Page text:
Eye For Film >> Movies >> The Book Of Life (1998) Film Review
The Book Of Life
Reviewed by: Angus Wolfe Murray
Hal Hartley is too intelligent to be called eccentric. His new film-for-television is about Jesus and the Devil having drinks together on the last day of the 20th century, doing deals for human souls and deciding whether the eve of the millennium is the moment that St John's Revelations make front page news. After Deep Impact and Armageddon, this is a fresh angle on the end of the world.
The photography is startling in its originality, using blurred images and primary colours to great effect. The script, as always with Hartley, is sculpted. His language has a chipped-for-the-new-block sound to it, definitely stylised, yet exact as cut diamonds. The way his actors speak is unique to his movies. Martin Donovan (Jesus) knows Hartley's work so well, he slips into the way of it like a tired foot into an old shoe.
Jesus comes to New York with Magdalena (the English singer/songwriter, PJ Harvey), a mysterious black-haired, black clothed assistant, to meet His Father's lawyers and discuss the Apocalypse. Meanwhile, the Devil (Thomas Jay Ryan) is already in town, at a hotel bar, being lugubrious and mischievous, assuming the persona of a recovering depressive, with mostly, but not quite all, the best lines.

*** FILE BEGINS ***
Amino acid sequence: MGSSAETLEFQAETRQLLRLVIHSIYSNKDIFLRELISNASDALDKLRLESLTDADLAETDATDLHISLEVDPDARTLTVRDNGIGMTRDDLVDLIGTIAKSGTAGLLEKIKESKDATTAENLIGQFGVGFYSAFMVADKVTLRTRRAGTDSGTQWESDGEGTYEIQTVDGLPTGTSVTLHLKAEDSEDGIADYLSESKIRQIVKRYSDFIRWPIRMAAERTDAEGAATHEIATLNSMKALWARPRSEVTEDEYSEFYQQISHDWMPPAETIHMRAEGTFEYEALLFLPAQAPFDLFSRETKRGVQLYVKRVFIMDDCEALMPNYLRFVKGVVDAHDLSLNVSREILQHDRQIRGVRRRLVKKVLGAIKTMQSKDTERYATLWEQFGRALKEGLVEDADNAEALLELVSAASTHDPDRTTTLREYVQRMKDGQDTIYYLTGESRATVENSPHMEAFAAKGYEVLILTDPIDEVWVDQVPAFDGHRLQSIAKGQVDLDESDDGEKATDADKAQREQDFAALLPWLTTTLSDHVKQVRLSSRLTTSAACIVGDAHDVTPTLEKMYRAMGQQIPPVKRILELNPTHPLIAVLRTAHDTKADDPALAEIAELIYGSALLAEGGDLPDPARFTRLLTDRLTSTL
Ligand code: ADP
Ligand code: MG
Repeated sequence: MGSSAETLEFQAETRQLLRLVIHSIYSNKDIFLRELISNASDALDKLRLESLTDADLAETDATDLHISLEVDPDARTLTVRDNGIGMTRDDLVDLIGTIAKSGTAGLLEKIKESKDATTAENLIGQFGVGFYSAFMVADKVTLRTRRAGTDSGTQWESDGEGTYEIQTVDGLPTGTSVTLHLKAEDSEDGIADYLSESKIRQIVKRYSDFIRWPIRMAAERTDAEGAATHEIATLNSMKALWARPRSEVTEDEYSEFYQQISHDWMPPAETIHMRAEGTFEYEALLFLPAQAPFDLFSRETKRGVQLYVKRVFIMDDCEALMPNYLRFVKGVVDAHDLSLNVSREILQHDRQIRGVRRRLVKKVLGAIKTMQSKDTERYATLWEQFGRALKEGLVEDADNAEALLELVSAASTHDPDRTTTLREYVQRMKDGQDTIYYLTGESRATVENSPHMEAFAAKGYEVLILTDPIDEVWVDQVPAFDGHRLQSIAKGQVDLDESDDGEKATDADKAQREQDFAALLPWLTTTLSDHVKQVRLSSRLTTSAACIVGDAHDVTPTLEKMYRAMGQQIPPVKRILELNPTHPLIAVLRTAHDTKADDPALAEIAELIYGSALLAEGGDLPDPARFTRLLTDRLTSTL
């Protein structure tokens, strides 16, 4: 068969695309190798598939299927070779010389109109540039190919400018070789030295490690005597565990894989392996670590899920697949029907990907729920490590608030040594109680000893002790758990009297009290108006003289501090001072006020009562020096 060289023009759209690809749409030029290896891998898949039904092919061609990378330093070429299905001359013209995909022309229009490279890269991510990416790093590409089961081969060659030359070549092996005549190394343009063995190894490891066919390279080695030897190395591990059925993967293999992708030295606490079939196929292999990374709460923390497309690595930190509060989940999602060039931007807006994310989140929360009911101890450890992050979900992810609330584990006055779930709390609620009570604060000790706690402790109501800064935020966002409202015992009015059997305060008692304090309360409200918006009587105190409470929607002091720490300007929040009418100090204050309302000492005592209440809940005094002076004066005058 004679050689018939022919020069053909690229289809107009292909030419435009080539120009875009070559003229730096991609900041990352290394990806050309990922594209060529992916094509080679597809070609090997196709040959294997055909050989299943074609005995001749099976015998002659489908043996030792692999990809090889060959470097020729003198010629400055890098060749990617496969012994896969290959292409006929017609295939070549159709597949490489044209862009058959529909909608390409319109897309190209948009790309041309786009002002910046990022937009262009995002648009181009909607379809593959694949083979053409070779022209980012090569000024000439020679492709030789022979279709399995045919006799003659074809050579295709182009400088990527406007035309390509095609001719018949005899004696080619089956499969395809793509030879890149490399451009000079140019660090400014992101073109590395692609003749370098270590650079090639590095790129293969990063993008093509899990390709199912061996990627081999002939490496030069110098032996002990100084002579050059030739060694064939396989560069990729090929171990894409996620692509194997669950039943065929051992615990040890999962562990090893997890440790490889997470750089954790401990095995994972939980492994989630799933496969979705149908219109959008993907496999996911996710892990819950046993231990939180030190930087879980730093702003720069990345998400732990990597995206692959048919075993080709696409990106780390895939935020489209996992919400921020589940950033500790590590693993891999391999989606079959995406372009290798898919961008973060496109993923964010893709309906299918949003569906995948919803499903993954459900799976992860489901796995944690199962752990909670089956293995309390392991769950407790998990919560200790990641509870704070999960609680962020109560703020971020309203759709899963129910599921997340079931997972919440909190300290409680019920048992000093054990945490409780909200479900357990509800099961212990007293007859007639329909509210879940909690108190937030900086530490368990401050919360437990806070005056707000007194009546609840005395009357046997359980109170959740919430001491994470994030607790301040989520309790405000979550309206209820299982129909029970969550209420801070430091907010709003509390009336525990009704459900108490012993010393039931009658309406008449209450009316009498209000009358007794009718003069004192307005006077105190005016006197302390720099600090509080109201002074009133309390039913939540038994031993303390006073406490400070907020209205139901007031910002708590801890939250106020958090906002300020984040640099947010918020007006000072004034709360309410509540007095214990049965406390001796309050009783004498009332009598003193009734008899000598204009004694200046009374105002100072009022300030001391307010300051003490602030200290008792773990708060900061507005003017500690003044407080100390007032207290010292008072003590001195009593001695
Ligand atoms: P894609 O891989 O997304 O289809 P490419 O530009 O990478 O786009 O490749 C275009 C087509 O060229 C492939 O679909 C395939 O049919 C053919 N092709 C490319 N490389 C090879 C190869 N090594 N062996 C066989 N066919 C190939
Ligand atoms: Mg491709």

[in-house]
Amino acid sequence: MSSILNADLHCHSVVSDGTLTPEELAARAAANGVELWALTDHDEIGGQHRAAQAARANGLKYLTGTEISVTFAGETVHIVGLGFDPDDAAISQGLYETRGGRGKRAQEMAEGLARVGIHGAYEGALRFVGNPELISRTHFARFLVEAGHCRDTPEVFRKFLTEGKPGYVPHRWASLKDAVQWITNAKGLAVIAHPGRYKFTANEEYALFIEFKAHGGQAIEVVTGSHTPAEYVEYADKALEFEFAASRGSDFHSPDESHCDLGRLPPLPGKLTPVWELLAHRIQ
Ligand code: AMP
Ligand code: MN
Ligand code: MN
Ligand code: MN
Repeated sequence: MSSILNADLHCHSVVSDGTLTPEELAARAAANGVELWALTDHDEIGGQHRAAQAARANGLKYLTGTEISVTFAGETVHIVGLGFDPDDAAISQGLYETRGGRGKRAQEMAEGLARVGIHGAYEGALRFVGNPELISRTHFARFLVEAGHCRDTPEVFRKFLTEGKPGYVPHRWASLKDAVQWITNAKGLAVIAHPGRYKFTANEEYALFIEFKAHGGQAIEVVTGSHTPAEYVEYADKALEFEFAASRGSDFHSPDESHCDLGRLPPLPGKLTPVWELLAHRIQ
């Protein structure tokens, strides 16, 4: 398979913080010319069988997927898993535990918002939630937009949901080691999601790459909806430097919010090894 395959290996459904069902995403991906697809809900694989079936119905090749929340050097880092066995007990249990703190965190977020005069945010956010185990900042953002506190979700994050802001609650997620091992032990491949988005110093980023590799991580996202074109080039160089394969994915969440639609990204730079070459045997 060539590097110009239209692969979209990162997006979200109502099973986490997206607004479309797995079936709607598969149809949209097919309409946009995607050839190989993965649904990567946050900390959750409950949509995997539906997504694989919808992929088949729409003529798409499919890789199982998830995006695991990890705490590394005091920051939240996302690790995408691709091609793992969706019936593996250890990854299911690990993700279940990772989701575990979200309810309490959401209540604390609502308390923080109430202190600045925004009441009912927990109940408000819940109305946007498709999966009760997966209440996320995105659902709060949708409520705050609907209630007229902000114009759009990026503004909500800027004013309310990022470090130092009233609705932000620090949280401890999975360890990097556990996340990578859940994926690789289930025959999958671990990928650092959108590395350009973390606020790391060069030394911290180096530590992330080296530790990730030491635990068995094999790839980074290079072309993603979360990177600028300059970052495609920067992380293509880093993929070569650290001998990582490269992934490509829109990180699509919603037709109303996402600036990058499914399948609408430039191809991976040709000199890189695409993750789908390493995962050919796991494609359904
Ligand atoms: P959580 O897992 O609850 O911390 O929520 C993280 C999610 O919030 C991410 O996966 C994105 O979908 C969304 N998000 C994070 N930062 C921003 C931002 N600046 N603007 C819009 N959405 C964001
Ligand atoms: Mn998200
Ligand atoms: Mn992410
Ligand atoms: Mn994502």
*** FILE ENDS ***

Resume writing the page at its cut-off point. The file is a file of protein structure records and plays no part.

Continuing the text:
The film is delightfully obscure and darkly funny, a visual kaleidoscope and musical treat (PJ Harvey, David Byrne, Ben Watt, Yo La Tengo, etc). Donovan is laid back as only he can be, never allowing the flicker of an expression to darken his lightness. As a master of minimalist acting, he is Hartley's representative on earth. Harvey has such dramatic looks, all she has to do is stare at the camera like a spaced-out angel and walk fast in tight trousers as if late for lunch. With every new venture, one thing becomes increasingly clear. HH is an alien. His imagination leaps aeons ahead of mere mortals, which is why some may feel confused.Reviewed on: 19 Jan 2001